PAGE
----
herapartrto a,'s'1Jit '(If rates fixed,by tl\is so, ,then in every proceeding to obtain a review of the action of railroad cOIllillissions in fixing rates every shipper has right to be a party. The, petition had alleged that the sole for the reduction of the rate of liquors was the passage of the dispensary law, and the desire to increase the profits made, by the state in the sale of liquor thereunder. The second Pl.U'4gritph of the secl;md subdivision of the answer emthis charge. , , It denies that there was any consideration of this cllaracrter moVing to the change, ()r any other considemtion than 'that the rates last fixed by them were reasonable and just. This declaration, made by gentiemen of character and position, settles this question. The other objections are to the jurisdiction of this court over the ,subject-matter. These objections are met by the language of Mr. Justice 'Miller in his concurring opinion in ''Chicago, M. & St. P. By. CO. ",.'Minnesota, S. 418, 10 Sup. Ct. Rep. 462, 702:
"The proper, If the only, mode of judicial rellef against the tariff of rates established by, tb,e legislature or by. its commission is by bill chancery, asserting its unreasonable character, and its conflict with the constl· tutIon of the United States,"
In the same opinion he says:
"There Is an ultimate remedy by parties aggrieved [by the acts of a railin: the courts for relief, and especially in the courts' of the road United States, where the taritX of rates.established either by the legislawre or by the commisSion Is such as to a party of his property without due Ufocess of laW,"
This brings us to the merits of the case.' In 'determining and affixing, rates for transportation of freight by railroad the several articles subjects of transfer are arranged under a classification based apparently upon their relative value, destructibility, combustibility, bulk, ellse or difficulty in handling, aJ}.d such like considerations. Under this classification the classes are desigby numera;}s, nn.mbers; and letters, thus: lIII, III, II, I, Ii, 1, 2, 3, 4, 0, 6, A,B,C,D, E, F, G, H, J, K, L, M, N, 0, P, T. This mode: of classification is· of almost universal use in this country and Canada, and it largely promotes interstate' cOIllillerce. The several articles are arranged in these classes, and rates affixed to them, the highest rate being for the class IIII, and so on, growing less. Anterior· to' 26th May, 1893, the railroad commission, predecessors of the present board, had either fixed or approved on the class of goods now in qllestion the following rates:
Liquors, whisky, domestic bl:l1Ddles,and domestic Wines, In wood, at actual weight" 0, R. L., .value limited to 75 cents per gallon, so indorsed onB/L, and quantity .. Liquors, whisky In wood, No 0.' at actual weight . · Liquors, whIsk:r in boxes orbllskets Liquors, In glass, boxes, or baB1i:.ets, N. O. S.·······.···· Liquors, in wood, N. O.S., . actual ·············· Class. Class if Released.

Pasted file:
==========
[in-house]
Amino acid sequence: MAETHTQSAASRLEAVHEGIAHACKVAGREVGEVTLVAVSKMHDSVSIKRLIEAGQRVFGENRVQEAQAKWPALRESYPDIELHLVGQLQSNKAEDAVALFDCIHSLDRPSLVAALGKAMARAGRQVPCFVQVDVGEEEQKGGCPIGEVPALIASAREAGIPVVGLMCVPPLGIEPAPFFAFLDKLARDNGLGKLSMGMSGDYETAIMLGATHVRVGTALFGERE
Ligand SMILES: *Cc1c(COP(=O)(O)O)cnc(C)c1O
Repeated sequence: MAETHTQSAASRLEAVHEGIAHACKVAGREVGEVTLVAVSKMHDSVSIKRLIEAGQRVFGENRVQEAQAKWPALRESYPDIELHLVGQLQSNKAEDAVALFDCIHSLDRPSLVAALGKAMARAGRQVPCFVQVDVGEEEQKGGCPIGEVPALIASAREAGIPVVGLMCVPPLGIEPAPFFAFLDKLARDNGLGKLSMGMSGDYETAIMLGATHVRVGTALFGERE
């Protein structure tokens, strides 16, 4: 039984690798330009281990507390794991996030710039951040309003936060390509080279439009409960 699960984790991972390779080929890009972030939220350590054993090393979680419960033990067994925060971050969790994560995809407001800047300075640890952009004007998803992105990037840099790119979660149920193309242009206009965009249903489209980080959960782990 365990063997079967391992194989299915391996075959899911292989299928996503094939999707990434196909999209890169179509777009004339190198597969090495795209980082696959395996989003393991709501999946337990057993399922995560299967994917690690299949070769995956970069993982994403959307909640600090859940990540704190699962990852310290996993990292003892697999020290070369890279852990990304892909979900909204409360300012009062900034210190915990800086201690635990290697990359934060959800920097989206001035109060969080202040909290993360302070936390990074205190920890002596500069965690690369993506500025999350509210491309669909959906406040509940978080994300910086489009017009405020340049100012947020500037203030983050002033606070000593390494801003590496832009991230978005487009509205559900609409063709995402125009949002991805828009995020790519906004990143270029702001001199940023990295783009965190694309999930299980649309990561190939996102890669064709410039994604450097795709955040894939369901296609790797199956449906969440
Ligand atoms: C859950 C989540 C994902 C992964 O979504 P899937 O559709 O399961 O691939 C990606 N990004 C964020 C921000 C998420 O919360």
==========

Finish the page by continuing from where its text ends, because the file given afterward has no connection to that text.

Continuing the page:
CLYDE V. RJCIDWND & D. R. CO.
On 26th ]\fay, 1893, the present board made a change whereby liquors, whisky, domestic brandies, and domestic wines in glass, packed, if at carrier's risk, were placed in class 2; 'if released, in class H. And on 23d June, 1893, the board adopted the following additional classification: "Liquocs, whisky, domestic brandies, domestic wines, in glass, securely packed 'in barrels, value limited to 75· cents per gallon, and so indorsed on BIL, fl." It is said that under this last classification the reduction of rate amounts to 26i per cent. It is charged to be not just nor reasonable. Any private person in the conduct of his business can place any price he pleases upon his property or his service, and those who choose to deal with him have no right to complain. But persons or corporations exercising a franchise-a right given them by the sovereign authority-cannot charge any price for service rendered under the franchise which is not just and reasonable. To secure the enforcement of this rule so far as railroads are concerned, railroad commissioners are appointed, whose duty it is to see that rates for the transportation of freight, and sometimes of passengers, are just and reasonable. The establishment of such commission is clearly within the constitutional rights of the states. Munn v. Illinois, 94 U. S. 113; Water Works v. Schottler, 110 U. S. 347, 4 Sup. Ct. Rep. 48; Railroad Commission Cases, 116U. S. 307, 6 Sup. Ct. Rep. 334, 348, 349, 388, 391, 1191, But the power of these commissioners,and, ipdeed, of that of the states appointing them, is not unlimited. Corporations are, as it is said, the creatures of statute, and owe the breath of their life to the state creating them. But corporations a,e only an aggregation of persons acting as a unit. So long as they exist they . come under the protection of the constitutions of their state and of the United States. Not only is it the right of the public that the rates be just and reasonable, and the duty of the commissioners to see that they axe just and reasonable; there is a correlative right in the railroads that the rates imposed on them be just and :reasonable, and if they be just and reasonable it is their right that they remain unchanged. If for the benefit of any part of the people, of the whole people, rates of transportation by railroad are changed and lowered so as to injure the vested rights of the carrier in his property, the provision embodied in every state constitution forbidding the use of private property for public purposes without just compensation, and the provision of the federal constitution forbidding the states to deprive a person of his property without due process of law, present an impassable barrier to such action. Mr. Justice Miller, in Chicago, M. & St. P. Ry. Co. v. Minnesota, 134 U. 8. 418, 10 Sup. Ct. Rep. 462, 702; Budd v. New York, 143 U. S. 517, 12 Sup. Ct. Rep. 468; Railroad Co. v. Wellman, 143 IT. S. 339, 12 Sup. Ct. Rep. 400, quoting Stone v. Trust Co., 116 U. S. 307, 6 Sup. Ct. Rep. 334, 388, 1191. The enforcement of these constitutional rights under our system of government belongs to the courts. They can always institute tp.e inquiry whether the rates imposed by a commission are just llnd reasonable, and on the determination of this question